Monday, September 17, 2007

The more bombers, the less room for doves of peace.

Long live everlasting, indestructible friendship and cooperation between Soviet and Cuban nations!
J Kershin, S Gurarij, 1963

The diplomatic relations between Cuba and Russia were established in 1902. They were terminated only during Fulgencio Batista’s rule, but were soon reestablished when Fidel Castro came to power in 1959. Soviet attitude to new Cuban government was neutral, until the Bay of Pigs invasion (1961), when USA tried to attack Cuba in order to overthrow the revolutionary regime and retain control of its property nationalized by Castro. This attempt was in vain as it did not spark the rising against Castro - the attacking forces were easily scattered by the trained Cuban army. This generated even more tension in Cuban-American relationships. Now in case of an embargo, the USA-oriented economy of Cuba had to find support somewhere (also see a Cuban Poster on the topic). Soviet Union grabbed the opportunity as this was a good way to establish a military base in a close firing range of its main foe – the USA, which in its turn had previously set up a number of nuclear missiles in Turkey, covering many potential targets in the Soviet Union. The following confrontation is known as the Cuban Missile Crisis (1962), when the world was as close to the nuclear WW3 as ever.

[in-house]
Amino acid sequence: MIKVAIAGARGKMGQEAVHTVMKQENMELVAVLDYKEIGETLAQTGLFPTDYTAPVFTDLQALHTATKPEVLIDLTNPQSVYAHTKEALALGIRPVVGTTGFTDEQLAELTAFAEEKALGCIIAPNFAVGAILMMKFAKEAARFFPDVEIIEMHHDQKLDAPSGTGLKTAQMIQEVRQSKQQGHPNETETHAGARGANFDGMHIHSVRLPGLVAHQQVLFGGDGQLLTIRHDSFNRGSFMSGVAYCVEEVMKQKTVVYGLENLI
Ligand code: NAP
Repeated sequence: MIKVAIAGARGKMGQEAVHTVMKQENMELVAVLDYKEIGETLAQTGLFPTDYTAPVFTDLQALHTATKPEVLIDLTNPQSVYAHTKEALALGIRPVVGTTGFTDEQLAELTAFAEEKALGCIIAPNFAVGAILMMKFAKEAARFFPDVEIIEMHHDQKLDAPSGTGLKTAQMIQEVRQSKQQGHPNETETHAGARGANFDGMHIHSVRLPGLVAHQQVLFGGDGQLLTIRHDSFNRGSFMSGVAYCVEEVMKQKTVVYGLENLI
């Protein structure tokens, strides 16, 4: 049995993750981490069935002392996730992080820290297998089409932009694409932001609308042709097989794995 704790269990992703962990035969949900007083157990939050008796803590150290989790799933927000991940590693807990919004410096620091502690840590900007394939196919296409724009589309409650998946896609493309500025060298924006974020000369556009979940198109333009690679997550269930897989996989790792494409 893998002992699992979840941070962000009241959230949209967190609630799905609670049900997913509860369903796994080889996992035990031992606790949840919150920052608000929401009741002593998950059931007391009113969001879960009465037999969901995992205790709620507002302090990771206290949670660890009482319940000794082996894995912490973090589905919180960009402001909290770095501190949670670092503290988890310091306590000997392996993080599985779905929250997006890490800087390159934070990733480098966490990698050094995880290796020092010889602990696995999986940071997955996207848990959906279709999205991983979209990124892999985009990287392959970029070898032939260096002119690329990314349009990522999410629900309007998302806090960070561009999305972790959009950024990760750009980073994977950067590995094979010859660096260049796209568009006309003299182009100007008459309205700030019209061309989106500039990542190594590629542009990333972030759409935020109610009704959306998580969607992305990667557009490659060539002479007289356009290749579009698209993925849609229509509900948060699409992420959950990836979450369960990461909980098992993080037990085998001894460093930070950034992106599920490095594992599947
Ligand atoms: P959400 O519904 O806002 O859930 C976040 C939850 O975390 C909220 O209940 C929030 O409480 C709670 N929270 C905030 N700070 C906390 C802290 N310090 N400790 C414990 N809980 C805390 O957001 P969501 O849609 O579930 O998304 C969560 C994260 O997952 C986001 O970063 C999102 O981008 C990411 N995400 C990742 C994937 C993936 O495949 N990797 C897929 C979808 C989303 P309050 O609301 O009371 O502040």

In 1963 after the Soviet Missiles had been removed from Cuba Fidel Castro paid a visit to the Soviet Union. For a month he was traveling across the country observing the achievements of the soviet regime. The photo the poster above is based on, was made during one of the demonstrations (supposedly on the Red Square), where all the Soviet officials were present. It shows Fidel Castro, the President of Cuba, and Nikita Khrushchev, the First Secretary of the Communist Party of the Soviet Union holding their hands in a greeting gesture. During this visit Fidel Castro was awarded “Hero of the Soviet Union” - the highest possible decoration in the country. On the photo above Nikita Khrushchev has one “Lenin Prize" medal and three “Hammer and Sickle” star medals (“Hero of Socialist Labor” decoration) on his chest. The irony is that Khrushchev received his “Lenin Prize” for “Strengthening of Peace in the world” in 1959, two years before the Cuban Missile Crisis took place.